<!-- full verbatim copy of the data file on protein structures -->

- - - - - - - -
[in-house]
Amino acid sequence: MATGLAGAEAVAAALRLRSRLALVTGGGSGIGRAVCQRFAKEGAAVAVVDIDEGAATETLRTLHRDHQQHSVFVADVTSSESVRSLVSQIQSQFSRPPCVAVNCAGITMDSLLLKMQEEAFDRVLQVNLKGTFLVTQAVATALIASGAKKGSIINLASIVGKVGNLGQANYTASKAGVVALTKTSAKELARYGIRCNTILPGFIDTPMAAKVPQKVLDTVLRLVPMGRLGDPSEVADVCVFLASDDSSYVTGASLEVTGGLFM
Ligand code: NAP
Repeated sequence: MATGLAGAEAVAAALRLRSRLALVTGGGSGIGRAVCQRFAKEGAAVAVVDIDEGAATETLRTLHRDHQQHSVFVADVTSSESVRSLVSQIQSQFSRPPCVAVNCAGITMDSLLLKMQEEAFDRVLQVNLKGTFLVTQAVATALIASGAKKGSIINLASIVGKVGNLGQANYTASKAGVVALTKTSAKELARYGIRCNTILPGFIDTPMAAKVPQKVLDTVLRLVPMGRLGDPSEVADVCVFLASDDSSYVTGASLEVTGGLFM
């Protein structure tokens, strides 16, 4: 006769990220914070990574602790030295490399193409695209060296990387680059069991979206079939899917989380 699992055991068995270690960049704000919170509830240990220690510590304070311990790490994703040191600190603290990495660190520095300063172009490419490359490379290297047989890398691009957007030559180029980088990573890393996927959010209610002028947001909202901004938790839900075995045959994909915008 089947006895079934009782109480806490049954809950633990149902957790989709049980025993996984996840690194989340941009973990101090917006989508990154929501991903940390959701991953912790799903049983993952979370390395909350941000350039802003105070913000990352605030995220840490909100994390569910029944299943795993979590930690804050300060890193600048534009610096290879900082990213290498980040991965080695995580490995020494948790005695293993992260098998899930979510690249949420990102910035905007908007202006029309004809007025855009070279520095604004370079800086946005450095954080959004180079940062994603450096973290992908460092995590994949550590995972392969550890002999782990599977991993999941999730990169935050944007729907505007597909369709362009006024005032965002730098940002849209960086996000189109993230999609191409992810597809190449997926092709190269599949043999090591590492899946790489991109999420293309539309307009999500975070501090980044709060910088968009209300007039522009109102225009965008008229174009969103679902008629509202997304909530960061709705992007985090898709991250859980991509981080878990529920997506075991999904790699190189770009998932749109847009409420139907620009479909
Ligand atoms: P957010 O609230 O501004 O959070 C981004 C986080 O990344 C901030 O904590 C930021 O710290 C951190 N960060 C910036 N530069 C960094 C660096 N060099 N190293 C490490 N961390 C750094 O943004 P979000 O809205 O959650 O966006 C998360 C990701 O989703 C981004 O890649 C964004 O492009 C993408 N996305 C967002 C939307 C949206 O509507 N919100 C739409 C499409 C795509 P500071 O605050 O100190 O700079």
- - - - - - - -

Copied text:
[in-house]
Amino acid sequence: MATGLAGAEAVAAALRLRSRLALVTGGGSGIGRAVCQRFAKEGAAVAVVDIDEGAATETLRTLHRDHQQHSVFVADVTSSESVRSLVSQIQSQFSRPPCVAVNCAGITMDSLLLKMQEEAFDRVLQVNLKGTFLVTQAVATALIASGAKKGSIINLASIVGKVGNLGQANYTASKAGVVALTKTSAKELARYGIRCNTILPGFIDTPMAAKVPQKVLDTVLRLVPMGRLGDPSEVADVCVFLASDDSSYVTGASLEVTGGLFM
Ligand code: NAP
Repeated sequence: MATGLAGAEAVAAALRLRSRLALVTGGGSGIGRAVCQRFAKEGAAVAVVDIDEGAATETLRTLHRDHQQHSVFVADVTSSESVRSLVSQIQSQFSRPPCVAVNCAGITMDSLLLKMQEEAFDRVLQVNLKGTFLVTQAVATALIASGAKKGSIINLASIVGKVGNLGQANYTASKAGVVALTKTSAKELARYGIRCNTILPGFIDTPMAAKVPQKVLDTVLRLVPMGRLGDPSEVADVCVFLASDDSSYVTGASLEVTGGLFM
């Protein structure tokens, strides 16, 4: 006769990220914070990574602790030295490399193409695209060296990387680059069991979206079939899917989380 699992055991068995270690960049704000919170509830240990220690510590304070311990790490994703040191600190603290990495660190520095300063172009490419490359490379290297047989890398691009957007030559180029980088990573890393996927959010209610002028947001909202901004938790839900075995045959994909915008 089947006895079934009782109480806490049954809950633990149902957790989709049980025993996984996840690194989340941009973990101090917006989508990154929501991903940390959701991953912790799903049983993952979370390395909350941000350039802003105070913000990352605030995220840490909100994390569910029944299943795993979590930690804050300060890193600048534009610096290879900082990213290498980040991965080695995580490995020494948790005695293993992260098998899930979510690249949420990102910035905007908007202006029309004809007025855009070279520095604004370079800086946005450095954080959004180079940062994603450096973290992908460092995590994949550590995972392969550890002999782990599977991993999941999730990169935050944007729907505007597909369709362009006024005032965002730098940002849209960086996000189109993230999609191409992810597809190449997926092709190269599949043999090591590492899946790489991109999420293309539309307009999500975070501090980044709060910088968009209300007039522009109102225009965008008229174009969103679902008629509202997304909530960061709705992007985090898709991250859980991509981080878990529920997506075991999904790699190189770009998932749109847009409420139907620009479909
Ligand atoms: P957010 O609230 O501004 O959070 C981004 C986080 O990344 C901030 O904590 C930021 O710290 C951190 N960060 C910036 N530069 C960094 C660096 N060099 N190293 C490490 N961390 C750094 O943004 P979000 O809205 O959650 O966006 C998360 C990701 O989703 C981004 O890649 C964004 O492009 C993408 N996305 C967002 C939307 C949206 O509507 N919100 C739409 C499409 C795509 P500071 O605050 O100190 O700079």